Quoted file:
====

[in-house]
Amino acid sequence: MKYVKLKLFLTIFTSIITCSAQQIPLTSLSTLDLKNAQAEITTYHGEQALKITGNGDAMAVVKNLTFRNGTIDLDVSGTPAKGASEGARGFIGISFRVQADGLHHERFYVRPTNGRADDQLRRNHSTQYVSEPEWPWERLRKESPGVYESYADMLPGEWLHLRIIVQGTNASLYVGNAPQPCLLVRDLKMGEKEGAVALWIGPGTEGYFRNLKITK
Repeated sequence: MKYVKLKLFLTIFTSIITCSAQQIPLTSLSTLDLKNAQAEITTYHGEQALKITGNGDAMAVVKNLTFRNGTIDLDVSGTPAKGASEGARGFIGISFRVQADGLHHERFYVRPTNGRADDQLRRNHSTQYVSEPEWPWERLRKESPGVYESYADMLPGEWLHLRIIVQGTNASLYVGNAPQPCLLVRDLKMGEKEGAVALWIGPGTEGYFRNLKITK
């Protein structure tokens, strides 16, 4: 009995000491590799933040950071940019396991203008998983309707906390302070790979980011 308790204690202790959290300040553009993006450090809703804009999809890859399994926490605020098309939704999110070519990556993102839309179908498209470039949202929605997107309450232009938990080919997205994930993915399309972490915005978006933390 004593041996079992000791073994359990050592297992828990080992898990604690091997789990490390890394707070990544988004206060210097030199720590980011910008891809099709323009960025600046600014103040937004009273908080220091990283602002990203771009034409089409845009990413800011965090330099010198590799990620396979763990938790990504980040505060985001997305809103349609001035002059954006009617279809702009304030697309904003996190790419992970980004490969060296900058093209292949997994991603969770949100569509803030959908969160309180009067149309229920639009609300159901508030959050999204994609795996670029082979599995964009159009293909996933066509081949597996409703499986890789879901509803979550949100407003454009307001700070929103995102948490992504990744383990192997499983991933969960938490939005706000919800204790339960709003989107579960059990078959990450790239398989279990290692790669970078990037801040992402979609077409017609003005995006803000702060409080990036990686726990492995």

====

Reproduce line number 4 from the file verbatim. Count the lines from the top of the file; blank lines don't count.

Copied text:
């Protein structure tokens, strides 16, 4: 009995000491590799933040950071940019396991203008998983309707906390302070790979980011 308790204690202790959290300040553009993006450090809703804009999809890859399994926490605020098309939704999110070519990556993102839309179908498209470039949202929605997107309450232009938990080919997205994930993915399309972490915005978006933390 004593041996079992000791073994359990050592297992828990080992898990604690091997789990490390890394707070990544988004206060210097030199720590980011910008891809099709323009960025600046600014103040937004009273908080220091990283602002990203771009034409089409845009990413800011965090330099010198590799990620396979763990938790990504980040505060985001997305809103349609001035002059954006009617279809702009304030697309904003996190790419992970980004490969060296900058093209292949997994991603969770949100569509803030959908969160309180009067149309229920639009609300159901508030959050999204994609795996670029082979599995964009159009293909996933066509081949597996409703499986890789879901509803979550949100407003454009307001700070929103995102948490992504990744383990192997499983991933969960938490939005706000919800204790339960709003989107579960059990078959990450790239398989279990290692790669970078990037801040992402979609077409017609003005995006803000702060409080990036990686726990492995």